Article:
June 27, 2013

Case File #013.06.27: OCCULT

Occult was derived from the Latin occultare, meaning “to conceal or hide,” and when it first entered the English lexicon circa 1500, it was used as a verb only and meant “to cover or otherwise shut off from view.” When the adjective form came into use around 1535, it originally meant “secret” or “hidden,” but by the end of the century, it had also taken on the additional senses of “mysterious” and “beyond common knowledge.” It wasn't until the mid-seventeenth century, however, that occult came to be associated with magic and the practice of necromancy, and the noun sense of the word—to wit, the one that is usually preceded by the and defined as “any system of beliefs, practices, or phenomena involving magic, mysticism, or the paranormal”—didn't appear until the early twentieth century, though its synonym occultism was in use as early as 1880.

©2013 Michael R. Gates

June 26, 2013

Case File #013.06.26: WOEBEGONE

Have you ever wondered why woebegone seems as if it should mean “no more woe” or “the woe is gone” when it really means the exact opposite? Well, turns out it's a homonymic issue. That is, even though the begone in woebegone looks and sounds exactly like the poetic imperative that means “leave” or “go away,” it's actually a different word altogether. Still confused? Okay, perhaps it will help if we go back to the beginning. The beginning for woebegone, I mean. You see, it all started in the late twelfth century and with these two words: wo, which meant “sadness” or “grief,” and bigon, which meant “to beset” or “to overwhelm.” Thus, the Middle English phrase wo bigon meant “to be overwhelmed with grief.” When, during the thirteenth century, the spelling of wo changed to woe and bigon became begone (sometimes spelled begon), the phrase wo bigon naturally followed suit and became woe begone. Yet the meanings of the words didn't change—the poetic imperative begone, meaning “go away,” wasn't formed until the end of fourteenth century—so when the verb phrase finally contracted into a single word circa 1300, it became woebegone, the now familiar but seemingly misleading adjective that means “full of woe” or “sad or miserable in appearance.”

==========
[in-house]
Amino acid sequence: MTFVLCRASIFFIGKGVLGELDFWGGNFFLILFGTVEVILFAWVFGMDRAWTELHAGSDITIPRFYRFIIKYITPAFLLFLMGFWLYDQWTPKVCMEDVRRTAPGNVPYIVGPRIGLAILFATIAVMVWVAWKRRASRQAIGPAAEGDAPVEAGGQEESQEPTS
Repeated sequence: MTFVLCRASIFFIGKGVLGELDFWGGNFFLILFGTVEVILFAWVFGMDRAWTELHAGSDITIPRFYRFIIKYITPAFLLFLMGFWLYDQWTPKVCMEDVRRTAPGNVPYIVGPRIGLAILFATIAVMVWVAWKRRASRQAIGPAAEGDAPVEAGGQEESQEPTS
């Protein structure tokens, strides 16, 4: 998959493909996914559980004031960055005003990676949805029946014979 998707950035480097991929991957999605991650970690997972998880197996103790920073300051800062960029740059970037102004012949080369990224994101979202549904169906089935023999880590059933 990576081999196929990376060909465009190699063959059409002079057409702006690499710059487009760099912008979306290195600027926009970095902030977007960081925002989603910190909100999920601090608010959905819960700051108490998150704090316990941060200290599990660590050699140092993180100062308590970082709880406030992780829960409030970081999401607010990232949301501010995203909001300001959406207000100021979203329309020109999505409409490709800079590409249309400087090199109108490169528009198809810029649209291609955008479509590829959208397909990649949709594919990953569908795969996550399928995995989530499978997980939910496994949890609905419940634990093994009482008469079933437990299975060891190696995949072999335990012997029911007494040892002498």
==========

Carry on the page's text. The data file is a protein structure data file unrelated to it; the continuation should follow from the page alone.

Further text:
©2013 Michael R. Gates

June 25, 2013

Case File #013.06.25: BUMPKIN